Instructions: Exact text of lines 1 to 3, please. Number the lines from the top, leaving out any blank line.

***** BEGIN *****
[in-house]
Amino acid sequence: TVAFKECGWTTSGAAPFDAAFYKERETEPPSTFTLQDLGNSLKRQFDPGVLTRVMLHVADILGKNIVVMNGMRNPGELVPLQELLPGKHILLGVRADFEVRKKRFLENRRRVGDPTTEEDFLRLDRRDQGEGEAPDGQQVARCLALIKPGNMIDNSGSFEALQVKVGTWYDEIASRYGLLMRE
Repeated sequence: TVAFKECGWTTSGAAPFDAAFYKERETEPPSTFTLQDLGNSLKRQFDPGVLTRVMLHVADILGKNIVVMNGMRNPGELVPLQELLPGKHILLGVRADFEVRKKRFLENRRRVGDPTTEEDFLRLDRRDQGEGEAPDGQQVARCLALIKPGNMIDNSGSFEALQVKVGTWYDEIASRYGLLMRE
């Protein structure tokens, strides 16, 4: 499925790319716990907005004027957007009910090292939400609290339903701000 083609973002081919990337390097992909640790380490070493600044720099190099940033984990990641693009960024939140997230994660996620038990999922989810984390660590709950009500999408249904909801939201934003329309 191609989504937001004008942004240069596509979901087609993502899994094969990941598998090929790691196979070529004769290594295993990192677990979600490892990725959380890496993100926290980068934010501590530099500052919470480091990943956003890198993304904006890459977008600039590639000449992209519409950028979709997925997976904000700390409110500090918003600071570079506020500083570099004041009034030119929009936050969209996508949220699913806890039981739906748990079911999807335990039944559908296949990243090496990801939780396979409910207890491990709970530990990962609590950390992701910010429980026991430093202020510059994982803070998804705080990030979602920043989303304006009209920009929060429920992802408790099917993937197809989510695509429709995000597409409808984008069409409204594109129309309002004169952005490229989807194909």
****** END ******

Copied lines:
[in-house]
Amino acid sequence: TVAFKECGWTTSGAAPFDAAFYKERETEPPSTFTLQDLGNSLKRQFDPGVLTRVMLHVADILGKNIVVMNGMRNPGELVPLQELLPGKHILLGVRADFEVRKKRFLENRRRVGDPTTEEDFLRLDRRDQGEGEAPDGQQVARCLALIKPGNMIDNSGSFEALQVKVGTWYDEIASRYGLLMRE
Repeated sequence: TVAFKECGWTTSGAAPFDAAFYKERETEPPSTFTLQDLGNSLKRQFDPGVLTRVMLHVADILGKNIVVMNGMRNPGELVPLQELLPGKHILLGVRADFEVRKKRFLENRRRVGDPTTEEDFLRLDRRDQGEGEAPDGQQVARCLALIKPGNMIDNSGSFEALQVKVGTWYDEIASRYGLLMRE